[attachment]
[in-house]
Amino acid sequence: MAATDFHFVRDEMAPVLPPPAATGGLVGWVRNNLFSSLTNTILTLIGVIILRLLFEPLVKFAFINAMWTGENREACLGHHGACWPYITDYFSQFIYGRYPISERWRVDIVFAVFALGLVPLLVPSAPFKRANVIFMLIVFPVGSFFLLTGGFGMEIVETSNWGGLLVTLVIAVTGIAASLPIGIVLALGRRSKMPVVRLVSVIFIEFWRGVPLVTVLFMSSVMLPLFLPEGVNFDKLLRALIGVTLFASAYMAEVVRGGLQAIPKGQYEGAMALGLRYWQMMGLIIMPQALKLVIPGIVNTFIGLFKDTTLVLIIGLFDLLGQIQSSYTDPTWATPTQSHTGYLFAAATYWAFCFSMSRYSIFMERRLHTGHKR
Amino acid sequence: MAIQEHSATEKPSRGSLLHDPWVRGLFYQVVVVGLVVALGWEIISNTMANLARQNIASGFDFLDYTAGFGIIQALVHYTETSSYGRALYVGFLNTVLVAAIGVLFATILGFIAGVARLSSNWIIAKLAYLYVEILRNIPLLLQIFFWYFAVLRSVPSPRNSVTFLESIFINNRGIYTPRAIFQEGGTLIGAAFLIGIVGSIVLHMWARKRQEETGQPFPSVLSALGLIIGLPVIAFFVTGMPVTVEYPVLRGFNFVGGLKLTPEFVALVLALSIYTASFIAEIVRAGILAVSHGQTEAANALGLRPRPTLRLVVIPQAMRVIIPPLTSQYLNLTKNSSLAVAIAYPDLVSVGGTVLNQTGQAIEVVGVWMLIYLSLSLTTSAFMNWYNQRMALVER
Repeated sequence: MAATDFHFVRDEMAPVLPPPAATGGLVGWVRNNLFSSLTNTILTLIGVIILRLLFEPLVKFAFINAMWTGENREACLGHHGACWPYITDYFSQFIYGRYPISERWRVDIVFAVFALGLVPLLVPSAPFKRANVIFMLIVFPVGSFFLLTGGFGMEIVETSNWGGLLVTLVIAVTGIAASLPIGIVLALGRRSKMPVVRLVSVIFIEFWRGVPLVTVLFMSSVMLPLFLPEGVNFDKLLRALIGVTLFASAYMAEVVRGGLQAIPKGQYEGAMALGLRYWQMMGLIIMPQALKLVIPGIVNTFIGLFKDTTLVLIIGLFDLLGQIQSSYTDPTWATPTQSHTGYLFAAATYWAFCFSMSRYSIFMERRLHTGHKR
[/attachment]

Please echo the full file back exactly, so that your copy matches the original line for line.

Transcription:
[in-house]
Amino acid sequence: MAATDFHFVRDEMAPVLPPPAATGGLVGWVRNNLFSSLTNTILTLIGVIILRLLFEPLVKFAFINAMWTGENREACLGHHGACWPYITDYFSQFIYGRYPISERWRVDIVFAVFALGLVPLLVPSAPFKRANVIFMLIVFPVGSFFLLTGGFGMEIVETSNWGGLLVTLVIAVTGIAASLPIGIVLALGRRSKMPVVRLVSVIFIEFWRGVPLVTVLFMSSVMLPLFLPEGVNFDKLLRALIGVTLFASAYMAEVVRGGLQAIPKGQYEGAMALGLRYWQMMGLIIMPQALKLVIPGIVNTFIGLFKDTTLVLIIGLFDLLGQIQSSYTDPTWATPTQSHTGYLFAAATYWAFCFSMSRYSIFMERRLHTGHKR
Amino acid sequence: MAIQEHSATEKPSRGSLLHDPWVRGLFYQVVVVGLVVALGWEIISNTMANLARQNIASGFDFLDYTAGFGIIQALVHYTETSSYGRALYVGFLNTVLVAAIGVLFATILGFIAGVARLSSNWIIAKLAYLYVEILRNIPLLLQIFFWYFAVLRSVPSPRNSVTFLESIFINNRGIYTPRAIFQEGGTLIGAAFLIGIVGSIVLHMWARKRQEETGQPFPSVLSALGLIIGLPVIAFFVTGMPVTVEYPVLRGFNFVGGLKLTPEFVALVLALSIYTASFIAEIVRAGILAVSHGQTEAANALGLRPRPTLRLVVIPQAMRVIIPPLTSQYLNLTKNSSLAVAIAYPDLVSVGGTVLNQTGQAIEVVGVWMLIYLSLSLTTSAFMNWYNQRMALVER
Repeated sequence: MAATDFHFVRDEMAPVLPPPAATGGLVGWVRNNLFSSLTNTILTLIGVIILRLLFEPLVKFAFINAMWTGENREACLGHHGACWPYITDYFSQFIYGRYPISERWRVDIVFAVFALGLVPLLVPSAPFKRANVIFMLIVFPVGSFFLLTGGFGMEIVETSNWGGLLVTLVIAVTGIAASLPIGIVLALGRRSKMPVVRLVSVIFIEFWRGVPLVTVLFMSSVMLPLFLPEGVNFDKLLRALIGVTLFASAYMAEVVRGGLQAIPKGQYEGAMALGLRYWQMMGLIIMPQALKLVIPGIVNTFIGLFKDTTLVLIIGLFDLLGQIQSSYTDPTWATPTQSHTGYLFAAATYWAFCFSMSRYSIFMERRLHTGHKR